In Earth and Environmental Sciences, we are committed to involving you in a first-rate, in-depth, focused research program that serves as a capstone undergraduate experience for bachelor of science students. Our students undertake laboratory and/or field-intensive research projects utilizing our up-to-date chemical analytical, computational, and field equipment facilities in the epartment.
The research allows you to study, in detail, certain aspects of the Earth System and global ecosystems. These student-led research programs are tailored to an individual student’s particular curiosity and interests. Research is closely supervised and mentored by an experienced faculty member in that particular subject. Research work is initiated in the summer before the student’s senior year, and research lasts through the student’s senior year.
Our research programs have a proven track record of producing significant new results, which are presented as talks or posters at professional meetings by the student researcher. We work cooperatively with the Biology Department and the David E. Shi Center for Sustainability to develop undergraduate research opportunities. Students interested in field studies and geologic mapping in the Piedmont of Upstate South Carolina are logistically supported in their fieldwork by the South Carolina Geological Survey. Whatever your interest may be, you will find the resources and the support for your research work through our department.
The River Basins Research Initiative looks at how the transformation of the local and regional landscape alters soils, rivers, and streams in regard to their biogeochemical processes, hydrology, and ecology across Upstate South Carolina. Within this framework, there is plenty of room for you to design your own research track. The program began in 1996 with two students studying a watershed. Today, it’s a thriving summer research program funded by many grant sources and institutions. We have served more than 200 students, with about half of our participants coming from other universities. The program aims to develop every student as a scientist through collaborative research projects with faculty.
The research involves faculty and students from the Biology Department, as well as the Earth and Environmental Sciences Department. We take special pride in the way students and faculty members work together as colleagues in this project. Learn more about the River Basins Research Initiative.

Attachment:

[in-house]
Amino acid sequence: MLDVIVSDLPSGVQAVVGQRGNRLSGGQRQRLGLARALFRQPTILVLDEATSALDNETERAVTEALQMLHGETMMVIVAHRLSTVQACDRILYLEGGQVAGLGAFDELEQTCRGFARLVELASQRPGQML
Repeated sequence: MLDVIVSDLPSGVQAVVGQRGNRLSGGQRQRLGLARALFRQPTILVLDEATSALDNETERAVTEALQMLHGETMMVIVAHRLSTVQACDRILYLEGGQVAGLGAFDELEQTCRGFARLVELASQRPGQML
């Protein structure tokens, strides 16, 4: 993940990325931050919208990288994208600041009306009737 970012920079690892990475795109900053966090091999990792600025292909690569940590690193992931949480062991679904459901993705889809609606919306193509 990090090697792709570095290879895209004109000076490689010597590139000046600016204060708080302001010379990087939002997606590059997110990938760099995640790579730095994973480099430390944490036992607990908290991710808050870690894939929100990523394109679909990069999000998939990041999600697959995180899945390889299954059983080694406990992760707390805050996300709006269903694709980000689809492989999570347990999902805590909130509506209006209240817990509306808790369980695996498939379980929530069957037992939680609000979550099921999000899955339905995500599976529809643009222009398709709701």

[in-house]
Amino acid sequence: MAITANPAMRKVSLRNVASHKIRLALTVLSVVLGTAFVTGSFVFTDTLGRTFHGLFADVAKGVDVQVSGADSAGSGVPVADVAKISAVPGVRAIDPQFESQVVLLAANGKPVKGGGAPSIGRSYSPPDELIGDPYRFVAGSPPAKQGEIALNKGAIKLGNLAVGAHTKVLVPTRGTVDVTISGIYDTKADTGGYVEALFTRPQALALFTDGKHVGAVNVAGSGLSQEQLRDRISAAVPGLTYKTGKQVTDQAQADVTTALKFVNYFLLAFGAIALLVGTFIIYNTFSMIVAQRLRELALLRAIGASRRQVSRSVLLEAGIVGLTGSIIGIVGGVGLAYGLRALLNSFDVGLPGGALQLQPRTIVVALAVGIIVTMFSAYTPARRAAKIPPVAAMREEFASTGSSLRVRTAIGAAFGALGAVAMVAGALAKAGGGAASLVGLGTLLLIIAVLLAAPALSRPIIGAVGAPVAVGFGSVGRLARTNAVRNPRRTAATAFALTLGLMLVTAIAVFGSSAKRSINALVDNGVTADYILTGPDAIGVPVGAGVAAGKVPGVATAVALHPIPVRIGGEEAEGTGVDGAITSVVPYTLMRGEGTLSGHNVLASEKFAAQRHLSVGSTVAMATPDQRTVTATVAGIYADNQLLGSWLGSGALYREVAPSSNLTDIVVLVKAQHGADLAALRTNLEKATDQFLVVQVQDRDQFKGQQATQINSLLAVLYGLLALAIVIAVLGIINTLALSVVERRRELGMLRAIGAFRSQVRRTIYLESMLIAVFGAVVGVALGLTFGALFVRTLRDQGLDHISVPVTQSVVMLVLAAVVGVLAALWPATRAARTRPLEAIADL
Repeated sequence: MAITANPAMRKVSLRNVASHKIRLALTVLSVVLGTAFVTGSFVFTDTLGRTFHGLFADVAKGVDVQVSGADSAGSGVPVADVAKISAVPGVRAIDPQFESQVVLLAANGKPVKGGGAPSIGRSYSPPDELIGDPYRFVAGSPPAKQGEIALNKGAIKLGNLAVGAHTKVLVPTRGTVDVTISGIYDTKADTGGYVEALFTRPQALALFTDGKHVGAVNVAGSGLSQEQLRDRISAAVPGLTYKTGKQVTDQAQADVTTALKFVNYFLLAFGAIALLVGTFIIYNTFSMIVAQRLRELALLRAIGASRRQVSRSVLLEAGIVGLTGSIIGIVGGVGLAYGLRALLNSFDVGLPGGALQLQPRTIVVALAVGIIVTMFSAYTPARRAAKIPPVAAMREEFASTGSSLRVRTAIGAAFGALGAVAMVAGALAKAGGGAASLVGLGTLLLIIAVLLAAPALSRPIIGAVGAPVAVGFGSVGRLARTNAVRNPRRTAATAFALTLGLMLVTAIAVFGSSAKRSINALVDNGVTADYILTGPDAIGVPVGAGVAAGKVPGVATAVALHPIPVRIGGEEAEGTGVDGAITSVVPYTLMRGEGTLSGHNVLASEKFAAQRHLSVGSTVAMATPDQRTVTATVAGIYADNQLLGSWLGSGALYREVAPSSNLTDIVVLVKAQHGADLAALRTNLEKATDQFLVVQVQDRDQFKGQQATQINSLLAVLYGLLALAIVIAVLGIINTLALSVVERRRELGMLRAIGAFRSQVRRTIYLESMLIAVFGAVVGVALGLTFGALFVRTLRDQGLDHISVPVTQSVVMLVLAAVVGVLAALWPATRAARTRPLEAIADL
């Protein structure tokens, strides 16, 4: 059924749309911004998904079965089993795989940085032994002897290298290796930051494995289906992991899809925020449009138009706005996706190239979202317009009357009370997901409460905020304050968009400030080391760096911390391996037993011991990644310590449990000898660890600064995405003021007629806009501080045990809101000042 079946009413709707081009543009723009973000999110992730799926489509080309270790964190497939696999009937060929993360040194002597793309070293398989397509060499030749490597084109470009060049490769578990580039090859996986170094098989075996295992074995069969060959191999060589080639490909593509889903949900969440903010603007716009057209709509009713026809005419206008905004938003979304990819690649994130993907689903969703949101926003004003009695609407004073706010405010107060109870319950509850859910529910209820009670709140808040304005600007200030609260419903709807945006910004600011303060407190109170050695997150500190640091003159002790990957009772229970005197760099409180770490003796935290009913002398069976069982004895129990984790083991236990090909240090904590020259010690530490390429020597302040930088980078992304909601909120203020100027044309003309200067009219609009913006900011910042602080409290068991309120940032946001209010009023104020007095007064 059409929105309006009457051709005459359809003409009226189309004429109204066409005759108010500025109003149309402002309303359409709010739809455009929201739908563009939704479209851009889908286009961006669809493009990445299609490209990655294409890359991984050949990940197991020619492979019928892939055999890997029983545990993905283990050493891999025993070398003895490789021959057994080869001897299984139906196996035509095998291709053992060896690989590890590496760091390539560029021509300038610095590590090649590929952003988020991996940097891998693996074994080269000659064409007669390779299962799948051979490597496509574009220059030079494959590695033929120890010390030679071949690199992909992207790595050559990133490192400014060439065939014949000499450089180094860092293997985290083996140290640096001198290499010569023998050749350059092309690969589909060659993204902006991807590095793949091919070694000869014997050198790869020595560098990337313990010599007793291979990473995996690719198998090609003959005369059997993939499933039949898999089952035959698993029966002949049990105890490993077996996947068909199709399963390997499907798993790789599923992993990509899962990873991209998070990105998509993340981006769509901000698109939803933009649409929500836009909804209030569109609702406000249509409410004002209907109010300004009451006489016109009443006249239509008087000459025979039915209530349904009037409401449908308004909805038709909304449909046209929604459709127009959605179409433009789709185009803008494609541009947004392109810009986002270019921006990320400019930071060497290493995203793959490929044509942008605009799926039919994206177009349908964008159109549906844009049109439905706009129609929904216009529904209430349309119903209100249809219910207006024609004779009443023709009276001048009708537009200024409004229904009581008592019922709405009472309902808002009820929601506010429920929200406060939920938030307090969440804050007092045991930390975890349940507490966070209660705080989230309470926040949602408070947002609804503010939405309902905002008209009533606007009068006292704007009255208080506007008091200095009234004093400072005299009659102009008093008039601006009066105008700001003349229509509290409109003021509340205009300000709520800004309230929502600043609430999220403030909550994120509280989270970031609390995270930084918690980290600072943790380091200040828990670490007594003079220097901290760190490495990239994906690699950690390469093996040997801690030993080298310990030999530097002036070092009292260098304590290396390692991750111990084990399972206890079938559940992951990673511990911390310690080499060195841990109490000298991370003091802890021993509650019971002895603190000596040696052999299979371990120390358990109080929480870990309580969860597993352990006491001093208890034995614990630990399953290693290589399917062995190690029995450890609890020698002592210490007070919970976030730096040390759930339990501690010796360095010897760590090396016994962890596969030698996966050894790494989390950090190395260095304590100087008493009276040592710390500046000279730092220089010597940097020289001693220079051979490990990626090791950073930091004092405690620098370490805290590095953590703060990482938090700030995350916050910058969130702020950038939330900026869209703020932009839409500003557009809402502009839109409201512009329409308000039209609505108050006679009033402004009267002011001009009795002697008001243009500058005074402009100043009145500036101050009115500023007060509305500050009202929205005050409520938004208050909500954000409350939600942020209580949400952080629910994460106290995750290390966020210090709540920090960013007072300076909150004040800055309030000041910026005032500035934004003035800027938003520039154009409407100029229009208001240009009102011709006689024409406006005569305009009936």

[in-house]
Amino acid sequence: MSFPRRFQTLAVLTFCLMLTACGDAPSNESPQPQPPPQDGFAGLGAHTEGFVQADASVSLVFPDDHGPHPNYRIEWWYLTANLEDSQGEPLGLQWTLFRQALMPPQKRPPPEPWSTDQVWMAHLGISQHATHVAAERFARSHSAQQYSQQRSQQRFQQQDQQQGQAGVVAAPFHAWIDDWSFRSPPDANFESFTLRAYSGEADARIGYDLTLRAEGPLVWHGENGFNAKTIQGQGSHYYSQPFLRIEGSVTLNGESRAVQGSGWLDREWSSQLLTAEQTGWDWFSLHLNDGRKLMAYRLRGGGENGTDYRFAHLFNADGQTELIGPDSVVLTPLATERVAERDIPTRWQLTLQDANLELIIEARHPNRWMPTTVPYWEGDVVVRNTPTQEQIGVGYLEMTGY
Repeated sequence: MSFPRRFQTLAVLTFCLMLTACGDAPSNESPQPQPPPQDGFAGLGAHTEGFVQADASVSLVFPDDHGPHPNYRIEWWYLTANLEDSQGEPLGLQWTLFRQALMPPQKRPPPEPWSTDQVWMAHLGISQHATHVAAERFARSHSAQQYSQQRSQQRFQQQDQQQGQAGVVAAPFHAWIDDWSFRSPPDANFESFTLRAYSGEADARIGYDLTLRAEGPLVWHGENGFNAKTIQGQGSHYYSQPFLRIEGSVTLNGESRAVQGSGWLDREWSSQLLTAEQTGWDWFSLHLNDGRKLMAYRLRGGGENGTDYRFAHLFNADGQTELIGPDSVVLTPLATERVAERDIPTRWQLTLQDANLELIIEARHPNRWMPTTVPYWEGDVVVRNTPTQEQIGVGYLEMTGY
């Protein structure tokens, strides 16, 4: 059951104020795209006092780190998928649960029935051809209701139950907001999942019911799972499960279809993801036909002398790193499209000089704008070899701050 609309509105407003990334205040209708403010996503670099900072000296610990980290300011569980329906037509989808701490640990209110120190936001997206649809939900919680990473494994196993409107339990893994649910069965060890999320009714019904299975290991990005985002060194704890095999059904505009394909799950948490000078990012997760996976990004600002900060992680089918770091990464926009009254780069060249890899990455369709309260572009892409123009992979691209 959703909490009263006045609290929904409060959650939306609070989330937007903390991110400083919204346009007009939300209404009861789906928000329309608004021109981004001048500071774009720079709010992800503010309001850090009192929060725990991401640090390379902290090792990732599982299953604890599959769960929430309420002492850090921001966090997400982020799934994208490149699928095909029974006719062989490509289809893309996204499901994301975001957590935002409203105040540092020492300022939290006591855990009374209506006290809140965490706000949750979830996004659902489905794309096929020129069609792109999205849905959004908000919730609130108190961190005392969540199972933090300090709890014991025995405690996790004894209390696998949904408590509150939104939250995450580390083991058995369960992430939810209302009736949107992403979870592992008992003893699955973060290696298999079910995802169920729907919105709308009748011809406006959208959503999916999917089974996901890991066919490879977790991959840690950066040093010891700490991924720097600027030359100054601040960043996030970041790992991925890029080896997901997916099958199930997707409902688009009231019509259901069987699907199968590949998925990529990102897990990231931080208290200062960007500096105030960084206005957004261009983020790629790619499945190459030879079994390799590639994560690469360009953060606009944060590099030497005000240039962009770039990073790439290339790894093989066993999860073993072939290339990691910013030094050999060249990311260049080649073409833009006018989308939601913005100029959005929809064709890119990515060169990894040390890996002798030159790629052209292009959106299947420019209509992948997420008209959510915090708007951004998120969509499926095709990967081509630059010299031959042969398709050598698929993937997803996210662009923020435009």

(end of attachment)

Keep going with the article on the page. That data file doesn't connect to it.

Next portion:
New geologic mapping in the Piedmont of the Southern Appalachian Mountains has been undertaken by numerous Furman undergraduates since 1995. Detailed mapping of complex polyphase fold and fault patterns in the metamorphic rocks of Upstate South Carolina has been undertaken at quadrangle (1:24,000) scale. The object of the research is to systematically collect relevant geologic, structural, and petrologic information that will lead to a better understanding of the area’s complex Taconic (Ordovician), Neoacadian (Devonian-early Carboniferous), Alleghanian (Carboniferous-Permian), Mesozoic, and Neogene geologic history. It is due to long-term plate tectonic activity that has affected this region.
The South Carolina Geological Survey provides complete logistical support for the fieldwork on these mapping projects. In addition, it provides some technical cartographic assistance in the map-making and publishing process. These geologic maps (five completed quadrangles done by Furman students, each about 65 square miles) currently are available on the organization’s website. They are used by the public (for example, by city planners to make decisions requiring basic geologic information, or for recreational purposes, or by other professionals).
One of the important issues we study is how expanded urban growth is impacting local streams and rivers in Upstate South Carolina. GIS and Remote Sensing research projects study short- and long-term changes in the water quality, chemistry, and ecology of streams and riverbanks in the region. This research involves the ways nature deals with the loss of space. You can study hydrologic cycles by means of GIS-based modeling and remote sensing. Recent projects also have been involved with analyzing the extent, occurrence, and distribution of widespread landslides and their causal mechanisms in the rugged Middle Saluda River Valley along the foot of the Blue Ridge Front. GIS is a tool with wide application to all disciplines and majors at Furman. Visit the GIS blog.
Founded in 2008, the Shi Center for Sustainability provides our students with a wide range of creative sustainability projects. The center supports student sustainability fellowships, which many of our majors are awarded. The fellowships engage students in research and internships with local government agencies and community organizations, as well as Furman. Examples include working with the City of Greenville, local nonprofit organizations, and the university’s greenhouse gas inventory. The center also supports farming, and other activities to raise awareness about sustainable living. Learn more about the Shi Center.